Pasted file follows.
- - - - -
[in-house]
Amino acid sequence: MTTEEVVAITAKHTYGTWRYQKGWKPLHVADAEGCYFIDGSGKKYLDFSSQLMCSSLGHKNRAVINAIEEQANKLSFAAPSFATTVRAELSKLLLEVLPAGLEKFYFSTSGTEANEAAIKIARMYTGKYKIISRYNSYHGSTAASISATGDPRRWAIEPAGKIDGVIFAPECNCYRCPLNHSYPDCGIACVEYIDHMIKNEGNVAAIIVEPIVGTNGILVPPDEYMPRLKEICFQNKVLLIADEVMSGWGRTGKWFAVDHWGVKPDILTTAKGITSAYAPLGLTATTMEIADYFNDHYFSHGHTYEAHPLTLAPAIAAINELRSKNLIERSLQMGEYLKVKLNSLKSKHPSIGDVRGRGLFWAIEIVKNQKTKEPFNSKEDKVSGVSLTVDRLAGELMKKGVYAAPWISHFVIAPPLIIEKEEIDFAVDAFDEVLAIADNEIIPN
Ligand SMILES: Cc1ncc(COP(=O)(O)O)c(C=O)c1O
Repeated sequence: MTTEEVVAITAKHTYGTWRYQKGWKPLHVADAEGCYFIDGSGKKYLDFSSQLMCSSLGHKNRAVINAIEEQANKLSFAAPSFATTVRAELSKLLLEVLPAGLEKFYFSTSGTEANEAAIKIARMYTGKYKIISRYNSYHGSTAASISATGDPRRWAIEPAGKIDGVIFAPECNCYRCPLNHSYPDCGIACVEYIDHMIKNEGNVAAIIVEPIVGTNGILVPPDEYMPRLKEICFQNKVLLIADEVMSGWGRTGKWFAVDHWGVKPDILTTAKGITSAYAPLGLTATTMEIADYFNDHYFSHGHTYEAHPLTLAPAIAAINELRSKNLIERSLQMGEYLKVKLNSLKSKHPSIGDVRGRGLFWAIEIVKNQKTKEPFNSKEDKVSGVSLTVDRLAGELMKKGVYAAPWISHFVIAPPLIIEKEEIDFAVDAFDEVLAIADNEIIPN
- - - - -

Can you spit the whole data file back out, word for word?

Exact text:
[in-house]
Amino acid sequence: MTTEEVVAITAKHTYGTWRYQKGWKPLHVADAEGCYFIDGSGKKYLDFSSQLMCSSLGHKNRAVINAIEEQANKLSFAAPSFATTVRAELSKLLLEVLPAGLEKFYFSTSGTEANEAAIKIARMYTGKYKIISRYNSYHGSTAASISATGDPRRWAIEPAGKIDGVIFAPECNCYRCPLNHSYPDCGIACVEYIDHMIKNEGNVAAIIVEPIVGTNGILVPPDEYMPRLKEICFQNKVLLIADEVMSGWGRTGKWFAVDHWGVKPDILTTAKGITSAYAPLGLTATTMEIADYFNDHYFSHGHTYEAHPLTLAPAIAAINELRSKNLIERSLQMGEYLKVKLNSLKSKHPSIGDVRGRGLFWAIEIVKNQKTKEPFNSKEDKVSGVSLTVDRLAGELMKKGVYAAPWISHFVIAPPLIIEKEEIDFAVDAFDEVLAIADNEIIPN
Ligand SMILES: Cc1ncc(COP(=O)(O)O)c(C=O)c1O
Repeated sequence: MTTEEVVAITAKHTYGTWRYQKGWKPLHVADAEGCYFIDGSGKKYLDFSSQLMCSSLGHKNRAVINAIEEQANKLSFAAPSFATTVRAELSKLLLEVLPAGLEKFYFSTSGTEANEAAIKIARMYTGKYKIISRYNSYHGSTAASISATGDPRRWAIEPAGKIDGVIFAPECNCYRCPLNHSYPDCGIACVEYIDHMIKNEGNVAAIIVEPIVGTNGILVPPDEYMPRLKEICFQNKVLLIADEVMSGWGRTGKWFAVDHWGVKPDILTTAKGITSAYAPLGLTATTMEIADYFNDHYFSHGHTYEAHPLTLAPAIAAINELRSKNLIERSLQMGEYLKVKLNSLKSKHPSIGDVRGRGLFWAIEIVKNQKTKEPFNSKEDKVSGVSLTVDRLAGELMKKGVYAAPWISHFVIAPPLIIEKEEIDFAVDAFDEVLAIADNEIIPN